The Banking Association of South Africa defines financial inclusion as “access and usage of a broad range of affordable, quality financial services and products, in a manner convenient to the financially excluded, unbanked and under-banked; in an appropriate but simple and dignified manner with the requisite consideration to client protection. Accessibility should be accompanied by usage which should be supported through the financial education of clients”.
The poor and unbanked have been denied access to finance for decades. Financial inclusion on the face of it sounds like a remedy for the discrimination that poor people have suffered for years.
Enter Net1, with its plethora of financial service subsidiaries, with packages targeting the poor in the low Living Standard Measure (LSM) levels. Now this outfit is very cunning and introduced its products as the antithesis of the financial exclusion the poor have historically experienced. In fact, they sugar-coated their marketing with noble notions of financial inclusion. You’d be crazy to find fault with those who took the bait hook, line and sinker. As the saying goes, “all that glitters is not gold”.
Thousands of social grant beneficiaries who took up these products soon found themselves in a vicious cycle of debt and approached the South African Social Security Agency (Sassa) for help. It’s important to remember that some victims did not authorise deductions from their grant money, but were debited nonetheless by Net1 subsidiaries, in the name of financial inclusion, I suppose. A dispute resolution mechanism was put in place and the victims were reimbursed with the assistance of civil society and Sassa.
In 1985 during the State of Emergency era, a group of residents were protesting in Athlone, Cape Town. A South African railways truck with crates at the back approached the protesters. Suddenly, police hiding behind the crates emerged and shot three youths dead in what came to be known as the Trojan Horse massacre. The Attorney-General of the Cape refused to prosecute after an inquest found that the police acted unreasonably. I’m not sure if there are similarities with a situation where you are enticed with a loan in the name of financial inclusion, only to find out that the terms and conditions work against the very definition of financial inclusion.
Fast-forward to 2018 — government introduces a new bank card for social grant beneficiaries and Sassa ends a contract involving CPS, a Net1 subsidiary. This new gold card does not accept debits, and all of a sudden this is seen as a loss of revenue for Net1, though it also claims that the social grants tender contributed almost insignificantly to the bottom line. Plan B becomes recruiting social grant beneficiaries to open Easy Pay Everywhere (EPE) accounts. The card is issued by Grindrod which had served as a banking partner of CPS during its Sassa contract.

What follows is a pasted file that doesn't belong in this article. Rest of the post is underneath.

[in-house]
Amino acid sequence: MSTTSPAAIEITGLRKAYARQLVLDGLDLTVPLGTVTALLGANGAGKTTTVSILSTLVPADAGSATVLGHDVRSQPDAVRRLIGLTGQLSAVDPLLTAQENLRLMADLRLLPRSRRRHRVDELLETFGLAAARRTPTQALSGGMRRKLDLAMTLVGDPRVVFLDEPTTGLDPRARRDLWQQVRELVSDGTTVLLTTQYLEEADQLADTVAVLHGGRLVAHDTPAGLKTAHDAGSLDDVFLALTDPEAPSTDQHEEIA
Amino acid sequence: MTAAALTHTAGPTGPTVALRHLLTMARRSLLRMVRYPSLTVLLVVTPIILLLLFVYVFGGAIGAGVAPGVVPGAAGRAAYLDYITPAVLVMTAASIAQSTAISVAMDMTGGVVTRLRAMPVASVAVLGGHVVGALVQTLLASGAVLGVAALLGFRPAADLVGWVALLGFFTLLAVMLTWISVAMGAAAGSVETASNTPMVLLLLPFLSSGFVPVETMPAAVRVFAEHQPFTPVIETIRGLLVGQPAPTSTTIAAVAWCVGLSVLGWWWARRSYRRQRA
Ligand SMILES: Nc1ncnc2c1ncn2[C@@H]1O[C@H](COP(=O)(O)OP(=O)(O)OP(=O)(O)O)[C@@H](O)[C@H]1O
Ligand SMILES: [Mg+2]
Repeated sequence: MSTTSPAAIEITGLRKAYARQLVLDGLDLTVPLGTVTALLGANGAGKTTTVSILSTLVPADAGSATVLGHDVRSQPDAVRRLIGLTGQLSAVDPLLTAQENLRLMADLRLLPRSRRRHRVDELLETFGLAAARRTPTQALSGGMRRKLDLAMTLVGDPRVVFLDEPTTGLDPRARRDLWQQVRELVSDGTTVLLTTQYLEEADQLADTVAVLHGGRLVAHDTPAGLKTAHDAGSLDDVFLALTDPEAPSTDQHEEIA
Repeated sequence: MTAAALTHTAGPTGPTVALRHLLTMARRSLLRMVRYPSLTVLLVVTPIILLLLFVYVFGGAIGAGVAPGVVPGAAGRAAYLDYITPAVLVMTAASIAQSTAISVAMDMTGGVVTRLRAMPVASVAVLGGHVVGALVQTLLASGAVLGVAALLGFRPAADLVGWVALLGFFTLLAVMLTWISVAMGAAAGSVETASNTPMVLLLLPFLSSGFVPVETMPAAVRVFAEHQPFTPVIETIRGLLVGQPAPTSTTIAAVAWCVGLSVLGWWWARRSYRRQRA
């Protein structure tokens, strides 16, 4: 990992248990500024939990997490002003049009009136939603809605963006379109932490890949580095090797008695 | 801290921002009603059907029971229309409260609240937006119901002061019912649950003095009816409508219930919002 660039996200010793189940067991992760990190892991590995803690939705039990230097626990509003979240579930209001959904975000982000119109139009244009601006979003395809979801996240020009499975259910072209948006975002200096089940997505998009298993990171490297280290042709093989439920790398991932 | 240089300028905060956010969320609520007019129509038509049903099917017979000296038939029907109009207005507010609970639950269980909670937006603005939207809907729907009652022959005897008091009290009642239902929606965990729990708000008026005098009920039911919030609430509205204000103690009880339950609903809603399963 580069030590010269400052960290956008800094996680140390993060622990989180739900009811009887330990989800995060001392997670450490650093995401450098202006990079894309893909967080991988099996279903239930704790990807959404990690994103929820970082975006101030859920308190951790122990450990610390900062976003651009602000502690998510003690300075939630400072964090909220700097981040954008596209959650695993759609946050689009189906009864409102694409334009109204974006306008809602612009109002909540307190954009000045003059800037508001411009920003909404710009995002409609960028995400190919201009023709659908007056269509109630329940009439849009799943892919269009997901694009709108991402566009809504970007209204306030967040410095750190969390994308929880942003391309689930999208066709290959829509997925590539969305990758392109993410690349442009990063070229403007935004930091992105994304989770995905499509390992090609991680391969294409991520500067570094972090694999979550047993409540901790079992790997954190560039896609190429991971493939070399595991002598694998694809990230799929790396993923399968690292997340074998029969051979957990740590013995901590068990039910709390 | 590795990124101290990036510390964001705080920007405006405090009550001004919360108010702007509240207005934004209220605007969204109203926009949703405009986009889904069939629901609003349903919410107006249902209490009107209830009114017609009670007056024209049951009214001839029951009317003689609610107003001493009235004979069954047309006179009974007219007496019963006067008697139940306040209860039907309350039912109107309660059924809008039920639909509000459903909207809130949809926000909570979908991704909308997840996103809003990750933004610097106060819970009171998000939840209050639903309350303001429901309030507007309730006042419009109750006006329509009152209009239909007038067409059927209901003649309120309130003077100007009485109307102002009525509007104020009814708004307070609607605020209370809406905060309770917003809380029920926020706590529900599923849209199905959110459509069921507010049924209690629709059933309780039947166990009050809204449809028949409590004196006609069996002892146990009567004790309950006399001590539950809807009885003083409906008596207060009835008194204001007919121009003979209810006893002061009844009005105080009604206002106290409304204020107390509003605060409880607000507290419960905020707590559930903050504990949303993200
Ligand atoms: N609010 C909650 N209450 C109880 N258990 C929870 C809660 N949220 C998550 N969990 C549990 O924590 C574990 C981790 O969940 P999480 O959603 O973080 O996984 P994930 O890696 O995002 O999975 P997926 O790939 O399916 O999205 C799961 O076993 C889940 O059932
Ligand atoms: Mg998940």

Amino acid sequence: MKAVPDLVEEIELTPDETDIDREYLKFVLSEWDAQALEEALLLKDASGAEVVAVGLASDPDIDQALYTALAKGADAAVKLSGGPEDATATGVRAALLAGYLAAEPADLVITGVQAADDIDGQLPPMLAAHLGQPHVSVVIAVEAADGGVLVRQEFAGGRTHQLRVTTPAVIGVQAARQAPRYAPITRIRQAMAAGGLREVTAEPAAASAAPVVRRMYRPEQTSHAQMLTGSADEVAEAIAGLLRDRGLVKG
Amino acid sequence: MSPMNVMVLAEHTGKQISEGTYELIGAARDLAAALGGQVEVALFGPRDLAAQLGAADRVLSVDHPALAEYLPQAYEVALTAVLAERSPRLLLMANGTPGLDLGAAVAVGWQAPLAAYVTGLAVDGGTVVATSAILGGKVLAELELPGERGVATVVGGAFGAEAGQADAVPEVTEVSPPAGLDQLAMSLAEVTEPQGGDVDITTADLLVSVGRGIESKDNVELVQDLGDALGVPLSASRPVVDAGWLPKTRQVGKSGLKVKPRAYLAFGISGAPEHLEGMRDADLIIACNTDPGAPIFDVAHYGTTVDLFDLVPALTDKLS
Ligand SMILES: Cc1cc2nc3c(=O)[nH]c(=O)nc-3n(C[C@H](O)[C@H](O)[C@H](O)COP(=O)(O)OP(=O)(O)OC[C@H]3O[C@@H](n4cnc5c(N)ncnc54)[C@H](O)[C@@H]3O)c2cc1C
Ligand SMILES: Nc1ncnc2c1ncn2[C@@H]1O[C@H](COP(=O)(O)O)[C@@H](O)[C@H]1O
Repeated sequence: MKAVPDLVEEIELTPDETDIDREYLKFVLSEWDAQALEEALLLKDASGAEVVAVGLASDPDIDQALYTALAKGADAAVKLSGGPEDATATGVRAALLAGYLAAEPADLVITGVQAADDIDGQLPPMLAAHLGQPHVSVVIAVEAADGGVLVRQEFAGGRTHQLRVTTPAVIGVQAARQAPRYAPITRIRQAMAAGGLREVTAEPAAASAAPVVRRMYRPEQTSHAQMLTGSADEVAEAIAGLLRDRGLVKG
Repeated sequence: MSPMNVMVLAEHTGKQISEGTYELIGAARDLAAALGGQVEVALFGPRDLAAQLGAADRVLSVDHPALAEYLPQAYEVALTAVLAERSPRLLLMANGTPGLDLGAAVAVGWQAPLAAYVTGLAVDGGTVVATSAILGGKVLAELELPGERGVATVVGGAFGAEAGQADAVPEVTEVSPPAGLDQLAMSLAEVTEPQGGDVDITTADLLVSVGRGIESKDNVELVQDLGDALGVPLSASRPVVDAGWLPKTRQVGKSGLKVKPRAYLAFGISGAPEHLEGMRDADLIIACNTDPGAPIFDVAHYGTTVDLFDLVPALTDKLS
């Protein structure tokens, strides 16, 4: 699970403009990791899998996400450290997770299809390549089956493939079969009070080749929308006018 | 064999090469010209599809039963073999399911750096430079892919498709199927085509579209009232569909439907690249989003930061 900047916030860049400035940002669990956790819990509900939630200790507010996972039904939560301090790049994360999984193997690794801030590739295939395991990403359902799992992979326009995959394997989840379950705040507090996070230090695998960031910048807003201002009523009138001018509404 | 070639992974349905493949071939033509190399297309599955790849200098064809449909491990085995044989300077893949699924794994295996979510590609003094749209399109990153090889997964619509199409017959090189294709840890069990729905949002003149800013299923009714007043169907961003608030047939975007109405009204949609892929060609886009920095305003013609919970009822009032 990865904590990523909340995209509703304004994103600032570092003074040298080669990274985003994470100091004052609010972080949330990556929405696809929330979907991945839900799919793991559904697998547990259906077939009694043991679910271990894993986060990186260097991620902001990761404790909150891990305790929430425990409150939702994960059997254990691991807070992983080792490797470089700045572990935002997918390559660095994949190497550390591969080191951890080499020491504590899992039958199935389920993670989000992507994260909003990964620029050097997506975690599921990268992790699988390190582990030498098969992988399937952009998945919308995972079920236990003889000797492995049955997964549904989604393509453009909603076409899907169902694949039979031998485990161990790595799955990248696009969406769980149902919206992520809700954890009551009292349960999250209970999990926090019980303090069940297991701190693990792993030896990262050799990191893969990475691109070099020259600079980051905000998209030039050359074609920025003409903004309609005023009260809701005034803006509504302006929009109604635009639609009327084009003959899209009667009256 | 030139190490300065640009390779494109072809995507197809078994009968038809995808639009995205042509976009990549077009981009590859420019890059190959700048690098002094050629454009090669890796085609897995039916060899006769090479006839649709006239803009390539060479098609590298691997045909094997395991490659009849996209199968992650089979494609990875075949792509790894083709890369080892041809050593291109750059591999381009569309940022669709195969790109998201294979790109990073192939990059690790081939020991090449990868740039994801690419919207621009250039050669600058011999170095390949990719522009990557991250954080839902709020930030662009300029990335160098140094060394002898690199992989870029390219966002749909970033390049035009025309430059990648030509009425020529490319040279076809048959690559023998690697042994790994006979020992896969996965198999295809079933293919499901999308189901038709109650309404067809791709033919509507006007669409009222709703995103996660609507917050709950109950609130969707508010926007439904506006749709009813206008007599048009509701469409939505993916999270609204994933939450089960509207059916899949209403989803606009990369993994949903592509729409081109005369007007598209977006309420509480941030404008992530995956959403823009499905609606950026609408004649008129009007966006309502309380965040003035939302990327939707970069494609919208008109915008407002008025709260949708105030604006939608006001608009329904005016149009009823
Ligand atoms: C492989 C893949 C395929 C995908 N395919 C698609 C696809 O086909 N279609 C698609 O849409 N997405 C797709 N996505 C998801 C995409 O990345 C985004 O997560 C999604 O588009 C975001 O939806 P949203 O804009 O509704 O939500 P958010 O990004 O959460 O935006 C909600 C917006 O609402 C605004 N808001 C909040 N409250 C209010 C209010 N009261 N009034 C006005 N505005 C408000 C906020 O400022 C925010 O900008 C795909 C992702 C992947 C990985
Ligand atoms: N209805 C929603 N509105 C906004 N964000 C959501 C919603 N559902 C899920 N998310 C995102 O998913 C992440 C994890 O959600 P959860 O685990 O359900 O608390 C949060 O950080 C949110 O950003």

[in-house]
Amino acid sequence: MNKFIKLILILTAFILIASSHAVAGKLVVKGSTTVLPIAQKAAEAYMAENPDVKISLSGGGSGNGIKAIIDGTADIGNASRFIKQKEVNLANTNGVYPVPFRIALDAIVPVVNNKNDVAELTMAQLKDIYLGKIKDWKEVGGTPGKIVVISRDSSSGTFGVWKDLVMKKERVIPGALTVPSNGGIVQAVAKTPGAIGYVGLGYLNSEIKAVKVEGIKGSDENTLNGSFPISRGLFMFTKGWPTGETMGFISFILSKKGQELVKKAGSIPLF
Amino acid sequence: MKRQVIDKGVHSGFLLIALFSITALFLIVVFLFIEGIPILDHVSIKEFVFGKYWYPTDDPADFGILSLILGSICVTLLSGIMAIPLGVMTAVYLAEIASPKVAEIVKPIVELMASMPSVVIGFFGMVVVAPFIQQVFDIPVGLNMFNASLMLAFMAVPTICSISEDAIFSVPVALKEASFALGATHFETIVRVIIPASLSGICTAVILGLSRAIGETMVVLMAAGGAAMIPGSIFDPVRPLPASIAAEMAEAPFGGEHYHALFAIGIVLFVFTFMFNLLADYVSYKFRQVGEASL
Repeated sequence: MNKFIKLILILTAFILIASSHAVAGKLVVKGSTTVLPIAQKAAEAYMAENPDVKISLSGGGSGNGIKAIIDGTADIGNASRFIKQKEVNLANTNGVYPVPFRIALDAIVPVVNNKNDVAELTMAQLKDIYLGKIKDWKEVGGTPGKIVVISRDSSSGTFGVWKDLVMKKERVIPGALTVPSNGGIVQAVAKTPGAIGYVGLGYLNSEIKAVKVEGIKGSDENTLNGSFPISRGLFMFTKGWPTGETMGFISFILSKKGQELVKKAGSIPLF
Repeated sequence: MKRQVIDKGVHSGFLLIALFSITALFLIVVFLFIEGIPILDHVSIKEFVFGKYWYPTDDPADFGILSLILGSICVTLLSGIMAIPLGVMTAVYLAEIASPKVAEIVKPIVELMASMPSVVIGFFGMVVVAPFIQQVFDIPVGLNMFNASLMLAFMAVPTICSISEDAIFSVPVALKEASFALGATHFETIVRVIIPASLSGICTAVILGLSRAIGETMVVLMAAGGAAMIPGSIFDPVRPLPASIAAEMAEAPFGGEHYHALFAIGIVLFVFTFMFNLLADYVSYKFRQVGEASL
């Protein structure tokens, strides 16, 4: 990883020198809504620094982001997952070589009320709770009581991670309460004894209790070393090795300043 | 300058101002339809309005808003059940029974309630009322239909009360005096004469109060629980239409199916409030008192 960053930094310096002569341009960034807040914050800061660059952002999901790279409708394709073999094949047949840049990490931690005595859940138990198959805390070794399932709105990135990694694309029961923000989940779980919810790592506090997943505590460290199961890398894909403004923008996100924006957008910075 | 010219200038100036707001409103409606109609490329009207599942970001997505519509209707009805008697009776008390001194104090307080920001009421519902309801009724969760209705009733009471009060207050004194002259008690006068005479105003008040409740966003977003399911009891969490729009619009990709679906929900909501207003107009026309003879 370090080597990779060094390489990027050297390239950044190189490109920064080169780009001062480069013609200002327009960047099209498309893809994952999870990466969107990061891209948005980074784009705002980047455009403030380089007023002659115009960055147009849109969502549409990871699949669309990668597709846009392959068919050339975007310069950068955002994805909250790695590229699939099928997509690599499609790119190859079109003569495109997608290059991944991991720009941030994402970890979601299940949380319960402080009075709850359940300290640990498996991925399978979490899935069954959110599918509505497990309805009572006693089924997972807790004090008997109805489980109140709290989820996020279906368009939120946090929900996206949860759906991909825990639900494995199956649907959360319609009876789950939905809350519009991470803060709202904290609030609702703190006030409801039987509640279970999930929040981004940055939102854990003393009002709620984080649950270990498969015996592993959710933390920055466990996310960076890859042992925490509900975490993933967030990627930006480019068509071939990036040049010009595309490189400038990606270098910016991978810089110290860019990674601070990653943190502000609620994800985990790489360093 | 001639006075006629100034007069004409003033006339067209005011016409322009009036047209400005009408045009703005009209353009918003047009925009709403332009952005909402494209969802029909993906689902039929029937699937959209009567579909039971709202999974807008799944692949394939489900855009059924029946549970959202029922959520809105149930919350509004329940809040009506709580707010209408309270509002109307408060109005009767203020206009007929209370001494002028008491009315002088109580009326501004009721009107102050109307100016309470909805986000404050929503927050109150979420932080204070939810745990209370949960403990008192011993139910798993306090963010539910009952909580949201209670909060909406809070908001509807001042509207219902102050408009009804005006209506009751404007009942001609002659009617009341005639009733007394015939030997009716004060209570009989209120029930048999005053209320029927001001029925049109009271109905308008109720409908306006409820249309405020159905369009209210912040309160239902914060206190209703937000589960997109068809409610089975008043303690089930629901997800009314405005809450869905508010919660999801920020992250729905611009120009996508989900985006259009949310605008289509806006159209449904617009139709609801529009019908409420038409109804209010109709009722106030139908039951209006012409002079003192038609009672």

Regulation 21 (1) (A) of the Social Assistance Act, 2004 states that Sassa shall pay a social grant into the bank account of a beneficiary provided the beneficiary consents in writing and submits such consent in person to Sassa.
Net1 subsidiary Moneyline Financial Services lodged an urgent application against Sassa for not accepting biometric consent. In its affidavit, Sassa argued that such an arrangement was not in line with the above regulations which require the beneficiary to submit written consent to Sassa in person instead of a third party such as Moneyline submitting biometric consent on behalf of Sassa. To give consent in writing and in person is a measure built within the law so that fraud is avoided. It seems Moneyline is actually requesting permission not to comply with the law as stated in the regulations.
Net1 CEO Herman Kotze was quoted in the media as saying it’s not a catastrophic component to lose the Sassa business. The lawfare waged by Net1 against Sassa seems to indicate that the Sassa component is continuing and only the form and shape has changed.
On 28 November 2018 Judge Hans Fabricius ordered Sassa to, among others, pay social grants of EPE account holders who provided biometric consent unless otherwise authorised in terms of a duly completed and submitted Annexure C form. This is an interim order and judgment will be handed down on 31 January 2019.
Contrary to what can be inferred from recent media reports, Sassa did not stop paying social grants of the 14 social grant beneficiaries who are applicants in the matter. The Sassa affidavit reveals that the 14 beneficiaries in this matter either migrated voluntarily to the Sassa card or to other banks of their choice.
Unless I’m missing something, Moneyline deals with micro loans and it is not a bank. It’s interesting that it approaches the North Gauteng High Court to force Sassa to pay grants into a particular bank account. I can’t wait to get an explanation on 31 January. DM
Kgomoco Diseko is a Sassa senior manager and writes in his personal capacity.
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No, not really. But now that we have your attention, we wanted to tell you a little bit about what happened at SARS.
Tom Moyane and his cronies bequeathed South Africa with a R48-billion tax shortfall, as of February 2018. It's the only thing that grew under Moyane's tenure... the year before, the hole had been R30.7-billion. And to fund those shortfalls, you know who has to cough up? You - the South African taxpayer.
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